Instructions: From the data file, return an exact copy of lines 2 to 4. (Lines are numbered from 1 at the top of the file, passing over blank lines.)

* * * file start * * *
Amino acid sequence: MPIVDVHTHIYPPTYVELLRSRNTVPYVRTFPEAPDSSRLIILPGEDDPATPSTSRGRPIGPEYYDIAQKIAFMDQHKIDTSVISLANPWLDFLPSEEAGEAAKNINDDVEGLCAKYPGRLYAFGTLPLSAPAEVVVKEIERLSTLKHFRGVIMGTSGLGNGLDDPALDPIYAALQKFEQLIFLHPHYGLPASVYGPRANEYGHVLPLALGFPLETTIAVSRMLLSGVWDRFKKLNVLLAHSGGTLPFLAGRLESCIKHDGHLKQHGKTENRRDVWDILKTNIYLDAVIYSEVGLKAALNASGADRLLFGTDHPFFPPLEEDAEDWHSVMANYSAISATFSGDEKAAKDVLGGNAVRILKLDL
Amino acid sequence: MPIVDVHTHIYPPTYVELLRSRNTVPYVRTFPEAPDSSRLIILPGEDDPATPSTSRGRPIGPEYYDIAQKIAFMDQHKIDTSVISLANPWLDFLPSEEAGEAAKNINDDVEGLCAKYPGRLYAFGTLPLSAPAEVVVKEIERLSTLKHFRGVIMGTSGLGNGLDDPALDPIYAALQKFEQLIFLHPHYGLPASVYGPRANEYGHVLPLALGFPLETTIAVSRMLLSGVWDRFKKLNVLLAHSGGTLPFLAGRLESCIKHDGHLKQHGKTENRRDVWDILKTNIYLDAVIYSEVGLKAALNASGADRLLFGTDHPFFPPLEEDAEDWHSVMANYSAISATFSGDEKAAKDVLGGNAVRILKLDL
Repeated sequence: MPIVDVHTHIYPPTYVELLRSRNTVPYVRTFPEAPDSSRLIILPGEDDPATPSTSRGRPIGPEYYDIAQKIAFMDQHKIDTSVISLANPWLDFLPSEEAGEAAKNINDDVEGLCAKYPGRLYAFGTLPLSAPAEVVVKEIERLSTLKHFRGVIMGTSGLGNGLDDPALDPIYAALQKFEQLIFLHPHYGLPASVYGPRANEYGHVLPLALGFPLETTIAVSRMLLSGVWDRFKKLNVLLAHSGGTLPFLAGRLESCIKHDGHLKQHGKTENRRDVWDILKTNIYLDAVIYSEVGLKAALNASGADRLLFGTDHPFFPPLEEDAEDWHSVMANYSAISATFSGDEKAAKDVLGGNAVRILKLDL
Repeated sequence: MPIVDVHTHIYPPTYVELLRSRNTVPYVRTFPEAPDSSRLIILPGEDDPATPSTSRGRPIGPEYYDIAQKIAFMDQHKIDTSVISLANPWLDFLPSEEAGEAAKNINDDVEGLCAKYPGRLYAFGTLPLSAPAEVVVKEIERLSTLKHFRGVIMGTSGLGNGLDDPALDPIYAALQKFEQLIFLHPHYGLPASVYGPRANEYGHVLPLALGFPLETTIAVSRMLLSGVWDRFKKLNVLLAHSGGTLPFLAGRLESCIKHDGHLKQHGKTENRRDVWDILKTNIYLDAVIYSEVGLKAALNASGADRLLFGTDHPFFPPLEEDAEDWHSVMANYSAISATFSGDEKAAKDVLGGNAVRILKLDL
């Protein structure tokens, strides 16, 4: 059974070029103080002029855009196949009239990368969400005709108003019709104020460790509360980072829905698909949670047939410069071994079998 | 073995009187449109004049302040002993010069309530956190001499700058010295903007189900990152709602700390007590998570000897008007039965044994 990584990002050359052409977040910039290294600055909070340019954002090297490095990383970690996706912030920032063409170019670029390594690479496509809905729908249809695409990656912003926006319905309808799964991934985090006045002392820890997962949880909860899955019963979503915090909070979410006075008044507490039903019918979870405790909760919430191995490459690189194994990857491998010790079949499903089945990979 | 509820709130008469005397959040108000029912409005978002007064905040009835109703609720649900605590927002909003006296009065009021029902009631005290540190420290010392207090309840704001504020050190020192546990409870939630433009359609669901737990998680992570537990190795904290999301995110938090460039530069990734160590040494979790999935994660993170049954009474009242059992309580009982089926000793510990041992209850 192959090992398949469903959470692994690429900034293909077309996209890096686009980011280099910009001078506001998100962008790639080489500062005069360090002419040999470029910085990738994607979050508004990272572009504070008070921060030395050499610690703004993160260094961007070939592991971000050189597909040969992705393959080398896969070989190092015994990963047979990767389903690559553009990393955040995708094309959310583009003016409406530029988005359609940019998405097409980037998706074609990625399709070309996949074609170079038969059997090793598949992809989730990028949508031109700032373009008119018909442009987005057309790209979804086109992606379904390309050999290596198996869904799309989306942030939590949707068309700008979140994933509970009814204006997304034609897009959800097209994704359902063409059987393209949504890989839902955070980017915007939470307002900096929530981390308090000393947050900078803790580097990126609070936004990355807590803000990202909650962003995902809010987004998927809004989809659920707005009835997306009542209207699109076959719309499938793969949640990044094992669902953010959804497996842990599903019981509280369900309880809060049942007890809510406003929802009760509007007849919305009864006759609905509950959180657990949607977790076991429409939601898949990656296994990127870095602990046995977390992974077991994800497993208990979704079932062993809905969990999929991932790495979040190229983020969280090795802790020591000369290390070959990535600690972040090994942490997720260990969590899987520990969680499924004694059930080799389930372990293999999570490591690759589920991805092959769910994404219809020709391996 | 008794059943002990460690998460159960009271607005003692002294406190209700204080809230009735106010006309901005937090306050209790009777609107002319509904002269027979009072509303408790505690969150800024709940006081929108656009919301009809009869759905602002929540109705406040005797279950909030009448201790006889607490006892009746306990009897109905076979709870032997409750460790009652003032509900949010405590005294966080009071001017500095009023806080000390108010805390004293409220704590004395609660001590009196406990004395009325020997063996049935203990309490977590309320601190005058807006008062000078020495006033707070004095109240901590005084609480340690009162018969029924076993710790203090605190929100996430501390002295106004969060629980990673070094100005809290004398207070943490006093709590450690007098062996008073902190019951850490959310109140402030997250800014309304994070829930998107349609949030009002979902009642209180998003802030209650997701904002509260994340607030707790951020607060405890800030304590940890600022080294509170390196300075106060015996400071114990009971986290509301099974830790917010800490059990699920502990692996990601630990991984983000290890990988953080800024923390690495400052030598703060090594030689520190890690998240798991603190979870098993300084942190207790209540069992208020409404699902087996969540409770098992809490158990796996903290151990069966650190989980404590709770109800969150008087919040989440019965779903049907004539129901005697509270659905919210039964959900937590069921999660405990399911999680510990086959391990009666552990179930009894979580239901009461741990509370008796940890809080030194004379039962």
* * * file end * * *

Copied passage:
Amino acid sequence: MPIVDVHTHIYPPTYVELLRSRNTVPYVRTFPEAPDSSRLIILPGEDDPATPSTSRGRPIGPEYYDIAQKIAFMDQHKIDTSVISLANPWLDFLPSEEAGEAAKNINDDVEGLCAKYPGRLYAFGTLPLSAPAEVVVKEIERLSTLKHFRGVIMGTSGLGNGLDDPALDPIYAALQKFEQLIFLHPHYGLPASVYGPRANEYGHVLPLALGFPLETTIAVSRMLLSGVWDRFKKLNVLLAHSGGTLPFLAGRLESCIKHDGHLKQHGKTENRRDVWDILKTNIYLDAVIYSEVGLKAALNASGADRLLFGTDHPFFPPLEEDAEDWHSVMANYSAISATFSGDEKAAKDVLGGNAVRILKLDL
Repeated sequence: MPIVDVHTHIYPPTYVELLRSRNTVPYVRTFPEAPDSSRLIILPGEDDPATPSTSRGRPIGPEYYDIAQKIAFMDQHKIDTSVISLANPWLDFLPSEEAGEAAKNINDDVEGLCAKYPGRLYAFGTLPLSAPAEVVVKEIERLSTLKHFRGVIMGTSGLGNGLDDPALDPIYAALQKFEQLIFLHPHYGLPASVYGPRANEYGHVLPLALGFPLETTIAVSRMLLSGVWDRFKKLNVLLAHSGGTLPFLAGRLESCIKHDGHLKQHGKTENRRDVWDILKTNIYLDAVIYSEVGLKAALNASGADRLLFGTDHPFFPPLEEDAEDWHSVMANYSAISATFSGDEKAAKDVLGGNAVRILKLDL
Repeated sequence: MPIVDVHTHIYPPTYVELLRSRNTVPYVRTFPEAPDSSRLIILPGEDDPATPSTSRGRPIGPEYYDIAQKIAFMDQHKIDTSVISLANPWLDFLPSEEAGEAAKNINDDVEGLCAKYPGRLYAFGTLPLSAPAEVVVKEIERLSTLKHFRGVIMGTSGLGNGLDDPALDPIYAALQKFEQLIFLHPHYGLPASVYGPRANEYGHVLPLALGFPLETTIAVSRMLLSGVWDRFKKLNVLLAHSGGTLPFLAGRLESCIKHDGHLKQHGKTENRRDVWDILKTNIYLDAVIYSEVGLKAALNASGADRLLFGTDHPFFPPLEEDAEDWHSVMANYSAISATFSGDEKAAKDVLGGNAVRILKLDL